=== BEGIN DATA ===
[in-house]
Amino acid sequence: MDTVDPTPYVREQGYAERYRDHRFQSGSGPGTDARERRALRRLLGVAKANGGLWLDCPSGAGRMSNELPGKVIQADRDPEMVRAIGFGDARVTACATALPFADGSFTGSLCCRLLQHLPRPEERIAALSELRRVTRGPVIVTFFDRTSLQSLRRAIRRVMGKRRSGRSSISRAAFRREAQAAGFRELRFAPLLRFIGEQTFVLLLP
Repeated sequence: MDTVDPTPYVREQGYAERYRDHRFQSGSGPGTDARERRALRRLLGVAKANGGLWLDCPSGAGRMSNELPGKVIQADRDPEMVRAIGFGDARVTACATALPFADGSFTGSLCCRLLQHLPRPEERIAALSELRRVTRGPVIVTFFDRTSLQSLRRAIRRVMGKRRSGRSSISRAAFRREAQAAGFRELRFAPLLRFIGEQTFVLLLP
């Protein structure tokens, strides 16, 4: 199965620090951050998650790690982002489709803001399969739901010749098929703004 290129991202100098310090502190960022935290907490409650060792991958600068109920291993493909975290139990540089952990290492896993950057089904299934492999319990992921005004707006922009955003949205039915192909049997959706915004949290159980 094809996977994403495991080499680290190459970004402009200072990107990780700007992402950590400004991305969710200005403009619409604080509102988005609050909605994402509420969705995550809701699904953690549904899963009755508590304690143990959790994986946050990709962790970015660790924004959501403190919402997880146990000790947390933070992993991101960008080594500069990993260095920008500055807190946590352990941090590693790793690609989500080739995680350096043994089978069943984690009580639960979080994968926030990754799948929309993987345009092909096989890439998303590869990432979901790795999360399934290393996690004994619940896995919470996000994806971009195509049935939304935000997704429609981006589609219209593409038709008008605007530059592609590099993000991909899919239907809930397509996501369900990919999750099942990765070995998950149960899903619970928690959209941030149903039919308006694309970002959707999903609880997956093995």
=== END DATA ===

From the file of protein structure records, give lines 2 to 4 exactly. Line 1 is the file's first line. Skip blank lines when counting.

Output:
Amino acid sequence: MDTVDPTPYVREQGYAERYRDHRFQSGSGPGTDARERRALRRLLGVAKANGGLWLDCPSGAGRMSNELPGKVIQADRDPEMVRAIGFGDARVTACATALPFADGSFTGSLCCRLLQHLPRPEERIAALSELRRVTRGPVIVTFFDRTSLQSLRRAIRRVMGKRRSGRSSISRAAFRREAQAAGFRELRFAPLLRFIGEQTFVLLLP
Repeated sequence: MDTVDPTPYVREQGYAERYRDHRFQSGSGPGTDARERRALRRLLGVAKANGGLWLDCPSGAGRMSNELPGKVIQADRDPEMVRAIGFGDARVTACATALPFADGSFTGSLCCRLLQHLPRPEERIAALSELRRVTRGPVIVTFFDRTSLQSLRRAIRRVMGKRRSGRSSISRAAFRREAQAAGFRELRFAPLLRFIGEQTFVLLLP
């Protein structure tokens, strides 16, 4: 199965620090951050998650790690982002489709803001399969739901010749098929703004 290129991202100098310090502190960022935290907490409650060792991958600068109920291993493909975290139990540089952990290492896993950057089904299934492999319990992921005004707006922009955003949205039915192909049997959706915004949290159980 094809996977994403495991080499680290190459970004402009200072990107990780700007992402950590400004991305969710200005403009619409604080509102988005609050909605994402509420969705995550809701699904953690549904899963009755508590304690143990959790994986946050990709962790970015660790924004959501403190919402997880146990000790947390933070992993991101960008080594500069990993260095920008500055807190946590352990941090590693790793690609989500080739995680350096043994089978069943984690009580639960979080994968926030990754799948929309993987345009092909096989890439998303590869990432979901790795999360399934290393996690004994619940896995919470996000994806971009195509049935939304935000997704429609981006589609219209593409038709008008605007530059592609590099993000991909899919239907809930397509996501369900990919999750099942990765070995998950149960899903619970928690959209941030149903039919308006694309970002959707999903609880997956093995």